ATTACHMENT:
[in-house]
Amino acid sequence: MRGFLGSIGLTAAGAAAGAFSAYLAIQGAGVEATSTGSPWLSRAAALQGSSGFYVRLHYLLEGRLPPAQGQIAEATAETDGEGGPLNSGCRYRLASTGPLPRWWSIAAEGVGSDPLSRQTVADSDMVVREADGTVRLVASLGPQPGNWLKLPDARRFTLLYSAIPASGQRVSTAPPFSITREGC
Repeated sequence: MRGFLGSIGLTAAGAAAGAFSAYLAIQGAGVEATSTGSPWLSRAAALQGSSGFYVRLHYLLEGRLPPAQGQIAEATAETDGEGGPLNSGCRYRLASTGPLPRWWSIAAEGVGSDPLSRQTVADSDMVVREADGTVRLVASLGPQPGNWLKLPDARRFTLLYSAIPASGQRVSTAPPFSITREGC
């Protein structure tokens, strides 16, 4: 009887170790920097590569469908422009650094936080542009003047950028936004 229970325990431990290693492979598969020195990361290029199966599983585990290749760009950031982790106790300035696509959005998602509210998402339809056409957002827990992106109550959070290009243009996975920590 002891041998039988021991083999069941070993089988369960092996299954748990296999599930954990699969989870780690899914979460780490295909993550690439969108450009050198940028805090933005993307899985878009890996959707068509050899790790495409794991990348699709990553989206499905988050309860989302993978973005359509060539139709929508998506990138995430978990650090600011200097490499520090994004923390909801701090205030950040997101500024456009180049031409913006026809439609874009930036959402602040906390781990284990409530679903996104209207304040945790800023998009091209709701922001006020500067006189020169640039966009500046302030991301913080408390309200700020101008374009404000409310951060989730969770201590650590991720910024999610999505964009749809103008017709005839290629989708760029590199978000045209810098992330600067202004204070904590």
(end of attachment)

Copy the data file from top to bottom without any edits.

[in-house]
Amino acid sequence: MRGFLGSIGLTAAGAAAGAFSAYLAIQGAGVEATSTGSPWLSRAAALQGSSGFYVRLHYLLEGRLPPAQGQIAEATAETDGEGGPLNSGCRYRLASTGPLPRWWSIAAEGVGSDPLSRQTVADSDMVVREADGTVRLVASLGPQPGNWLKLPDARRFTLLYSAIPASGQRVSTAPPFSITREGC
Repeated sequence: MRGFLGSIGLTAAGAAAGAFSAYLAIQGAGVEATSTGSPWLSRAAALQGSSGFYVRLHYLLEGRLPPAQGQIAEATAETDGEGGPLNSGCRYRLASTGPLPRWWSIAAEGVGSDPLSRQTVADSDMVVREADGTVRLVASLGPQPGNWLKLPDARRFTLLYSAIPASGQRVSTAPPFSITREGC
């Protein structure tokens, strides 16, 4: 009887170790920097590569469908422009650094936080542009003047950028936004 229970325990431990290693492979598969020195990361290029199966599983585990290749760009950031982790106790300035696509959005998602509210998402339809056409957002827990992106109550959070290009243009996975920590 002891041998039988021991083999069941070993089988369960092996299954748990296999599930954990699969989870780690899914979460780490295909993550690439969108450009050198940028805090933005993307899985878009890996959707068509050899790790495409794991990348699709990553989206499905988050309860989302993978973005359509060539139709929508998506990138995430978990650090600011200097490499520090994004923390909801701090205030950040997101500024456009180049031409913006026809439609874009930036959402602040906390781990284990409530679903996104209207304040945790800023998009091209709701922001006020500067006189020169640039966009500046302030991301913080408390309200700020101008374009404000409310951060989730969770201590650590991720910024999610999505964009749809103008017709005839290629989708760029590199978000045209810098992330600067202004204070904590």